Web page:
By Patte Purcell

Many of you are familiar with Ronnie King the Multi-Platinum, Diamond Certified (more than 10,000,000 units) Oscar and Grammy Nominated producer, composer, arranger, musician and philanthropist, who has collaborated with artists including Mariah Carey, Tupac and Snoop Dogg.

Were you aware that he got his roots in jazz? Ronnie King is a native of the desert. He was born in Indio, one of the sons of a very musical family. His grandfather was a jazz trumpet player who was called “Papa”. He moved to the desert and started playing at Country Clubs when Ronnie was a boy.

Ronnie started playing trumpet with his brother, John (Stanley King), who was 14 years old when Ronnie was only 8 years old. They would jam with the younger kids in the family. His sister taught classical and jazz piano. That’s what Ronnie really gravitated to. He was playing jazz songs by Chick Corea and Art Tatum by the time he was 14.

He studied both classical and jazz until he was 21. His classical piano teacher noticed how his jazz style was inherent in his classical music and encouraged him to go with it.

When he was a senior in high school, his brother John got them a jazz gig at El Moracco in Indio. He met and worked with Bill Ferguson a well-known guitarist who introduced him to Joe Jagge and Scott Smith and played improv style. In essence, Ronnie grew up surrounded by jazz musicians. While in high school he studied jazz theory and has a wider knowledge than the majority of jazz artists in the market.

John introduced him to Wayne Henderson of the Jazz Crusaders whose members included Joe Sample. Wayne took a liking to Ronnie and brought him in to do recordings with Nduggu Chancellor on drums and Ronnie Laws, with Wayne as producer.

He moved to LA and made a decision to produce popular music (hip hop and rap) and has made a tremendous name for himself. He wrote and produced for The Pointer Sisters who were the back-up singers for the Jazz Crusaders.

He toured with Debarge, which he said was essentially a jazz show with their R&B hits worked in. He also commented that the Gap Band and Earth Wind and Fire were essentially jazz bands too.

The first time I saw Ronnie was at French 75 in Laguna where he played a beautiful grand piano and had some great artists come in and sing a tune or play. Great times, great gig. I’ve always been impressed with his style.

I invited him to attend the BMW of Palm Springs Smooth Jazzfest at the Riviera a few weeks ago and he brought his friend Alvin Taylor who is a mega star of the drum world. Taylor has played with super stars including George Harrison and Elton John. (At age 14 Alvin was opening for Frank Sinatra, Elvis Presley and Little Richard but that’s a whole other story!)

When Ronnie texted me about the Jazzfest I thought we should talk since we have similar interests in jazz. After a great conversation I decided to do my column on Ronnie because the big news is he’s coming back to the jazz scene in a big way.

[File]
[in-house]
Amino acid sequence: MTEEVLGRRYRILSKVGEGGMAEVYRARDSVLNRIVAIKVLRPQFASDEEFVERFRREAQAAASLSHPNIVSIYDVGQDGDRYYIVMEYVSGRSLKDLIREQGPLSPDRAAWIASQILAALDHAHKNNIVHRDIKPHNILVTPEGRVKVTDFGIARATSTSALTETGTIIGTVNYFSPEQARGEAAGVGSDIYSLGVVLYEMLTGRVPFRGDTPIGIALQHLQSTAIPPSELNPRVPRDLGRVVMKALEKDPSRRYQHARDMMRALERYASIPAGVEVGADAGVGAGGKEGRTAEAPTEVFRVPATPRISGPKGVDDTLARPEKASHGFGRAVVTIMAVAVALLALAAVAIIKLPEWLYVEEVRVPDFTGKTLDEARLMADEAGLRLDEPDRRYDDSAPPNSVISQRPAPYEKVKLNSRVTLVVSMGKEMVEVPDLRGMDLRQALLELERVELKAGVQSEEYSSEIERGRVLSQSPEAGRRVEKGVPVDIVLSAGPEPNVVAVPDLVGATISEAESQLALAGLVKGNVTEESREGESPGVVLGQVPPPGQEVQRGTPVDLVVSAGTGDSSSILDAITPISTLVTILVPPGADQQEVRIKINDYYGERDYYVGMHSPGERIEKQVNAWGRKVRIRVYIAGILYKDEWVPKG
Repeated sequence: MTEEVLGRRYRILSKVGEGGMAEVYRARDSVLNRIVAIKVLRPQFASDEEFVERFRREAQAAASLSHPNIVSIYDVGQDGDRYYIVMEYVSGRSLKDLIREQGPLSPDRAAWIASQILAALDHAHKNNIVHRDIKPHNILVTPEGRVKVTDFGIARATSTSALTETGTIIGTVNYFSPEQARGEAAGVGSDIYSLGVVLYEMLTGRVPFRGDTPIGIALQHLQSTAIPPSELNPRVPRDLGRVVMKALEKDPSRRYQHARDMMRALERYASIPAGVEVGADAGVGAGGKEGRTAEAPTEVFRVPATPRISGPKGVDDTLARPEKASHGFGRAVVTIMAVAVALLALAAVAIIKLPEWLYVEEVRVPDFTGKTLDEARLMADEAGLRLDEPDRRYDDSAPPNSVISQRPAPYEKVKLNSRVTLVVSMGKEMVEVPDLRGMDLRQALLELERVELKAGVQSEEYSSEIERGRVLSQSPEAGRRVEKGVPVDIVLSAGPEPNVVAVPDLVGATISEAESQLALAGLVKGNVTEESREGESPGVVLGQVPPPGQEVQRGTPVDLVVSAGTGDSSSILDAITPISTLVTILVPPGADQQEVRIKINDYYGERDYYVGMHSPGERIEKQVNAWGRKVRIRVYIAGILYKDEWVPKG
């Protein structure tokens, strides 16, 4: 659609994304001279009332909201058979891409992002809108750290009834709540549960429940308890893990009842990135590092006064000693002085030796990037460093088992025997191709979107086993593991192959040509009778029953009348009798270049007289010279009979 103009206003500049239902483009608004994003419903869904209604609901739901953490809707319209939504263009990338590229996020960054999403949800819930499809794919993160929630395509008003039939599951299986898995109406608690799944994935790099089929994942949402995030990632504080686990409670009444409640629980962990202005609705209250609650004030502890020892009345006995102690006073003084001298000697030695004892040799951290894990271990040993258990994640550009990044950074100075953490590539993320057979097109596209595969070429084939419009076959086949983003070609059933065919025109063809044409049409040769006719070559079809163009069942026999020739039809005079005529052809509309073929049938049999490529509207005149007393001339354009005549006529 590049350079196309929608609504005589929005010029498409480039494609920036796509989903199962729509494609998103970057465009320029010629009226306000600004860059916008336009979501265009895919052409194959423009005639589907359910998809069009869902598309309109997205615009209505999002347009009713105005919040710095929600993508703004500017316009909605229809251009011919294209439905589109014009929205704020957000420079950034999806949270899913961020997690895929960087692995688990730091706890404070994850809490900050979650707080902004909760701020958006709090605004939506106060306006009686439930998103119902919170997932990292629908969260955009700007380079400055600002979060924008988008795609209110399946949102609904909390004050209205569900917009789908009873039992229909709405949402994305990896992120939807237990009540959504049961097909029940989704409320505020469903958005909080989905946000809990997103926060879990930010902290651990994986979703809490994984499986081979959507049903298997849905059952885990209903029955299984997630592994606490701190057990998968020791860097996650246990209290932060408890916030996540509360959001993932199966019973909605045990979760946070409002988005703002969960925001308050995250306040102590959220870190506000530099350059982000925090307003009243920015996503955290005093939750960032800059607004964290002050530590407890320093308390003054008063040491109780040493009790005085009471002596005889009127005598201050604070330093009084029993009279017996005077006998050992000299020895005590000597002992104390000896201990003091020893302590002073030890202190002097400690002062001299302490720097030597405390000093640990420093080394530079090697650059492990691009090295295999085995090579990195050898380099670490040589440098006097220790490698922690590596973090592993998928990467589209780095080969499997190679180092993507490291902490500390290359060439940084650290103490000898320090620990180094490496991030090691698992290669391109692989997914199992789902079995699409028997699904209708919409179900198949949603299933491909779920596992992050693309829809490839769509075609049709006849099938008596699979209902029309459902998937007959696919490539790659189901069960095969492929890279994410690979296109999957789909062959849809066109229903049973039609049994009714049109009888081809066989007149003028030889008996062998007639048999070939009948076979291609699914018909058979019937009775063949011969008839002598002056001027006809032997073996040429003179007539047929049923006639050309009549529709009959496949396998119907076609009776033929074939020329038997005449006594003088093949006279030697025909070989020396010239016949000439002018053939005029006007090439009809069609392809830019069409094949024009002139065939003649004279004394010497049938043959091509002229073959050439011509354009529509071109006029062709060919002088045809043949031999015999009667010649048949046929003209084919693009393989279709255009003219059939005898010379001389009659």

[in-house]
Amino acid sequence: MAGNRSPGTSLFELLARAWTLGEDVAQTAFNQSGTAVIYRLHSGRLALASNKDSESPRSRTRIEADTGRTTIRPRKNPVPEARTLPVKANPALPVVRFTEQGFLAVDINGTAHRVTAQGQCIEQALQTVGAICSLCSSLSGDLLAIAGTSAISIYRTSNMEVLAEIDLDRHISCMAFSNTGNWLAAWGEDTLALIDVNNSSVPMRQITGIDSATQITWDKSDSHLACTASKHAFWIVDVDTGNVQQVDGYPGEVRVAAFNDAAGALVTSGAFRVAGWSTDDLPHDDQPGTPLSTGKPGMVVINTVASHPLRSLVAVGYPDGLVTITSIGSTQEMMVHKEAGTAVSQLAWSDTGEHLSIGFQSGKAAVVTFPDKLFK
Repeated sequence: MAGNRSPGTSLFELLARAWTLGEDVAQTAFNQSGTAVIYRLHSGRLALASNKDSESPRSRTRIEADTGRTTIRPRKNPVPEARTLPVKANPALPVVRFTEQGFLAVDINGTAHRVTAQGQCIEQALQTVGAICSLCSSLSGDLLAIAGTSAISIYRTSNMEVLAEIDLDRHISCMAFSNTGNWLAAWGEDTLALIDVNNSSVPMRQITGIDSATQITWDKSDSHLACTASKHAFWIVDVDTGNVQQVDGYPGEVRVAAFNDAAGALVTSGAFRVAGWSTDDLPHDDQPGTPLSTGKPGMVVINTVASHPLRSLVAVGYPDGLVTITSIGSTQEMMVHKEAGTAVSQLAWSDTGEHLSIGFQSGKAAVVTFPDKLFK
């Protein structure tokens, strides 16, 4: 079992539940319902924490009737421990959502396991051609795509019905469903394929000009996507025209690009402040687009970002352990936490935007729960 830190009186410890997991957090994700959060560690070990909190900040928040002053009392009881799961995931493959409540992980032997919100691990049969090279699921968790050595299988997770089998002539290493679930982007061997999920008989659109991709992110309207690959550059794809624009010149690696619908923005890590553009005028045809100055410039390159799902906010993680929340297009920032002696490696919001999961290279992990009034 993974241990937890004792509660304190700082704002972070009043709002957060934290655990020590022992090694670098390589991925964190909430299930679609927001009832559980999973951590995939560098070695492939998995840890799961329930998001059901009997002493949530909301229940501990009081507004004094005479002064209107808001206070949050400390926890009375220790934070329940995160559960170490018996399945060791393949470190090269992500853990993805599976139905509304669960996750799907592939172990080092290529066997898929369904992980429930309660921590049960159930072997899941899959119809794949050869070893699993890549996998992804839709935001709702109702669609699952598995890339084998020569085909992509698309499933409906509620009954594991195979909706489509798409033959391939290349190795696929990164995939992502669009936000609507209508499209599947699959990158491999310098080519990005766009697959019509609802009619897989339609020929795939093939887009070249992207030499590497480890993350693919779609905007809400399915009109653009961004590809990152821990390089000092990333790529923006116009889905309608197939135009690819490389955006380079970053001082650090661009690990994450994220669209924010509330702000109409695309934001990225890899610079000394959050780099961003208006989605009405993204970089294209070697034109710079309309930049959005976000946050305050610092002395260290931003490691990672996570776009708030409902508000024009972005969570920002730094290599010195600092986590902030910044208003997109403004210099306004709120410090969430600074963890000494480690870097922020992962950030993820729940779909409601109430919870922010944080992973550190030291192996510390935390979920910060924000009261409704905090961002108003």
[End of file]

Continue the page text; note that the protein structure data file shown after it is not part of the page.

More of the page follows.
Ronnie built a recording studio and sound stage out amongst the cactus in Thermal called ‘Chateau Relaxo’. He’s recording a new CD with Alvin (working title) Alvin Taylor and friends. They’ve written 9 songs to date and plan to do a live recording in the near future. Unlike other highly scripted recordings they are going to go with the flow. Alvin is bringing in some of his gold standard artists to play on the CD. Ronnie said he’d like to bring in James Debarge to do some vocals. It will be an innovative, totally hip and new vibe for the desert. The perfect way to bring back the jazz!

Ronnie stressed that his goal is to help this community rebuild a new legacy of music coming out of the desert. “The rockers and heavy metal guys are retiring in Joshua Tree while the jazz guys really like the Coachella Valley. There are some great musicians here and many more have 2nd homes here,” he shared.

My favorite line from him was “after you’ve played rock and heavy metal, you want to come back and play some jazz with your buddies.”

The entertainment legacy of the desert with the Rat Pack and Elvis needs to be recreated with a new generation. Ronnie is working with others to educate budding musicians about all aspects of the business and was one of the speakers at the music industry seminar that was held last weekend.

We discussed that communication amongst the musicians is what is needed to make this the hippest jazz place in the country (my goal). We are both working on getting the word out to make this happen!

I’m pleased to announce that I am putting together a series of ‘Celebrity Jazz Jams’ that will take place monthly during the season. The first one will be held at Arnold Palmers out on the patio for a Jazz Jam Brunch on Sunday Nov. 22 from 11-3 pm. Ronnie has graciously agreed to come in and play as a guest artist. He’s got chops my friends, wait until you hear him! He’s also going to invite some of his friends to join us as well.

He moved back to the desert a few years ago.  Ronnie King loves ‘coming back home’ and is looking forward to helping this community stay true to its music and entertainment roots. With the energy and passion he brings to his work, I have no doubt he will make a lasting impression on this town and this industry.

Patte Purcell – Muze Muzic  1-702-219-6777